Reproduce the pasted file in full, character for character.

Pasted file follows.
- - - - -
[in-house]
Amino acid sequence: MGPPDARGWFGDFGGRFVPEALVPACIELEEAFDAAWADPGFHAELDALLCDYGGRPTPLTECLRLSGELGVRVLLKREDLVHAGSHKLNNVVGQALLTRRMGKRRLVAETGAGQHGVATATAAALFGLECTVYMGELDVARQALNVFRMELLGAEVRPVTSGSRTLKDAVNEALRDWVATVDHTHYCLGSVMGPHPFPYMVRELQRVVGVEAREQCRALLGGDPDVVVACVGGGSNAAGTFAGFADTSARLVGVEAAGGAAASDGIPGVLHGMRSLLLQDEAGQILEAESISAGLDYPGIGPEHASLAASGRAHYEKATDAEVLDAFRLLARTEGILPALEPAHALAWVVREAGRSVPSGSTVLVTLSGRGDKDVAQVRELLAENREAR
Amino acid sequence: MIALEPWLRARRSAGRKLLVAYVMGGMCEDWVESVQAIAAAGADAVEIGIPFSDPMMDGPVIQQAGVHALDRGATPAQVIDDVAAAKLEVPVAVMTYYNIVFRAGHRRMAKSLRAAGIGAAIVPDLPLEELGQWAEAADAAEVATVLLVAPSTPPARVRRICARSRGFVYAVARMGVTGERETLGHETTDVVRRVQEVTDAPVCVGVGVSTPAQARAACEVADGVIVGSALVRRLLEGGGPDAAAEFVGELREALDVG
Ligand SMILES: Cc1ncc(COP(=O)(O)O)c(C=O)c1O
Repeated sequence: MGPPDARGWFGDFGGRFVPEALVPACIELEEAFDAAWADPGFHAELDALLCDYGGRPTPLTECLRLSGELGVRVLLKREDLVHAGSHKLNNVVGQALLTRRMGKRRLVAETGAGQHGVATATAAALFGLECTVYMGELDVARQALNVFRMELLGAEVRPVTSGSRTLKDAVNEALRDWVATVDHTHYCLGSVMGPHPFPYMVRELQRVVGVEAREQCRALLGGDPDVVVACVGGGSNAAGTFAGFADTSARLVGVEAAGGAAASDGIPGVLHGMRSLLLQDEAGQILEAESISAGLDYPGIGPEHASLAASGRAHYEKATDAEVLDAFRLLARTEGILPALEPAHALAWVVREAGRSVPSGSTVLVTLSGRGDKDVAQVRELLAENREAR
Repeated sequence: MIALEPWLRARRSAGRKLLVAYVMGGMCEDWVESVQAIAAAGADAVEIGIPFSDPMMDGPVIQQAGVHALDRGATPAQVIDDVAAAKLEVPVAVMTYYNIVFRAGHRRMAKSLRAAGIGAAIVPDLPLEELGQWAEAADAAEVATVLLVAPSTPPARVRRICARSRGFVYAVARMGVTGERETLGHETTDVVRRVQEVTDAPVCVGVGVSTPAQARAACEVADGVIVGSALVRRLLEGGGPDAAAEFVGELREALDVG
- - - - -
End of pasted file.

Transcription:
[in-house]
Amino acid sequence: MGPPDARGWFGDFGGRFVPEALVPACIELEEAFDAAWADPGFHAELDALLCDYGGRPTPLTECLRLSGELGVRVLLKREDLVHAGSHKLNNVVGQALLTRRMGKRRLVAETGAGQHGVATATAAALFGLECTVYMGELDVARQALNVFRMELLGAEVRPVTSGSRTLKDAVNEALRDWVATVDHTHYCLGSVMGPHPFPYMVRELQRVVGVEAREQCRALLGGDPDVVVACVGGGSNAAGTFAGFADTSARLVGVEAAGGAAASDGIPGVLHGMRSLLLQDEAGQILEAESISAGLDYPGIGPEHASLAASGRAHYEKATDAEVLDAFRLLARTEGILPALEPAHALAWVVREAGRSVPSGSTVLVTLSGRGDKDVAQVRELLAENREAR
Amino acid sequence: MIALEPWLRARRSAGRKLLVAYVMGGMCEDWVESVQAIAAAGADAVEIGIPFSDPMMDGPVIQQAGVHALDRGATPAQVIDDVAAAKLEVPVAVMTYYNIVFRAGHRRMAKSLRAAGIGAAIVPDLPLEELGQWAEAADAAEVATVLLVAPSTPPARVRRICARSRGFVYAVARMGVTGERETLGHETTDVVRRVQEVTDAPVCVGVGVSTPAQARAACEVADGVIVGSALVRRLLEGGGPDAAAEFVGELREALDVG
Ligand SMILES: Cc1ncc(COP(=O)(O)O)c(C=O)c1O
Repeated sequence: MGPPDARGWFGDFGGRFVPEALVPACIELEEAFDAAWADPGFHAELDALLCDYGGRPTPLTECLRLSGELGVRVLLKREDLVHAGSHKLNNVVGQALLTRRMGKRRLVAETGAGQHGVATATAAALFGLECTVYMGELDVARQALNVFRMELLGAEVRPVTSGSRTLKDAVNEALRDWVATVDHTHYCLGSVMGPHPFPYMVRELQRVVGVEAREQCRALLGGDPDVVVACVGGGSNAAGTFAGFADTSARLVGVEAAGGAAASDGIPGVLHGMRSLLLQDEAGQILEAESISAGLDYPGIGPEHASLAASGRAHYEKATDAEVLDAFRLLARTEGILPALEPAHALAWVVREAGRSVPSGSTVLVTLSGRGDKDVAQVRELLAENREAR
Repeated sequence: MIALEPWLRARRSAGRKLLVAYVMGGMCEDWVESVQAIAAAGADAVEIGIPFSDPMMDGPVIQQAGVHALDRGATPAQVIDDVAAAKLEVPVAVMTYYNIVFRAGHRRMAKSLRAAGIGAAIVPDLPLEELGQWAEAADAAEVATVLLVAPSTPPARVRRICARSRGFVYAVARMGVTGERETLGHETTDVVRRVQEVTDAPVCVGVGVSTPAQARAACEVADGVIVGSALVRRLLEGGGPDAAAEFVGELREALDVG